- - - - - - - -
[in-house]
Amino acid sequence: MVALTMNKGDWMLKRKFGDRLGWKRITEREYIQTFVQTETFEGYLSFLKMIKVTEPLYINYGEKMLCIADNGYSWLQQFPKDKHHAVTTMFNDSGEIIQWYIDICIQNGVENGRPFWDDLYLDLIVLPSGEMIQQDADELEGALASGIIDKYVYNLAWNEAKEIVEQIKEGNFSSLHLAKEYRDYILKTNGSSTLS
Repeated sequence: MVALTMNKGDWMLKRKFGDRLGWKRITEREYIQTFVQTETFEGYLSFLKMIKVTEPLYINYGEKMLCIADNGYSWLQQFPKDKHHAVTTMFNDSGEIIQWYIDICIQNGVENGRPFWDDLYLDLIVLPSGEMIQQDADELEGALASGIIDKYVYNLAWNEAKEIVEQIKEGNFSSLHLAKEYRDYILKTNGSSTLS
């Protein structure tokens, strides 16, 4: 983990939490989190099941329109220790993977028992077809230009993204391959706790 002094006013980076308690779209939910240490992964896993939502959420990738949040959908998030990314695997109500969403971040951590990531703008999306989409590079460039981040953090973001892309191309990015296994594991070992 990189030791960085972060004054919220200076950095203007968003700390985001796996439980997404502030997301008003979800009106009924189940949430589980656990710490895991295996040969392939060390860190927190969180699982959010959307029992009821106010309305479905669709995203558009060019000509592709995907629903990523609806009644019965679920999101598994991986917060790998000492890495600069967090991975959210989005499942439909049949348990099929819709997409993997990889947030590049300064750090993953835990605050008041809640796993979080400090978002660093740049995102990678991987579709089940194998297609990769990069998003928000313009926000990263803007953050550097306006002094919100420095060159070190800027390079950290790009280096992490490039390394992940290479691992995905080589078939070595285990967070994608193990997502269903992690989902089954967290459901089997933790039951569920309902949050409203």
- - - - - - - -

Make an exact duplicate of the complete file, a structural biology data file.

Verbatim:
[in-house]
Amino acid sequence: MVALTMNKGDWMLKRKFGDRLGWKRITEREYIQTFVQTETFEGYLSFLKMIKVTEPLYINYGEKMLCIADNGYSWLQQFPKDKHHAVTTMFNDSGEIIQWYIDICIQNGVENGRPFWDDLYLDLIVLPSGEMIQQDADELEGALASGIIDKYVYNLAWNEAKEIVEQIKEGNFSSLHLAKEYRDYILKTNGSSTLS
Repeated sequence: MVALTMNKGDWMLKRKFGDRLGWKRITEREYIQTFVQTETFEGYLSFLKMIKVTEPLYINYGEKMLCIADNGYSWLQQFPKDKHHAVTTMFNDSGEIIQWYIDICIQNGVENGRPFWDDLYLDLIVLPSGEMIQQDADELEGALASGIIDKYVYNLAWNEAKEIVEQIKEGNFSSLHLAKEYRDYILKTNGSSTLS
């Protein structure tokens, strides 16, 4: 983990939490989190099941329109220790993977028992077809230009993204391959706790 002094006013980076308690779209939910240490992964896993939502959420990738949040959908998030990314695997109500969403971040951590990531703008999306989409590079460039981040953090973001892309191309990015296994594991070992 990189030791960085972060004054919220200076950095203007968003700390985001796996439980997404502030997301008003979800009106009924189940949430589980656990710490895991295996040969392939060390860190927190969180699982959010959307029992009821106010309305479905669709995203558009060019000509592709995907629903990523609806009644019965679920999101598994991986917060790998000492890495600069967090991975959210989005499942439909049949348990099929819709997409993997990889947030590049300064750090993953835990605050008041809640796993979080400090978002660093740049995102990678991987579709089940194998297609990769990069998003928000313009926000990263803007953050550097306006002094919100420095060159070190800027390079950290790009280096992490490039390394992940290479691992995905080589078939070595285990967070994608193990997502269903992690989902089954967290459901089997933790039951569920309902949050409203």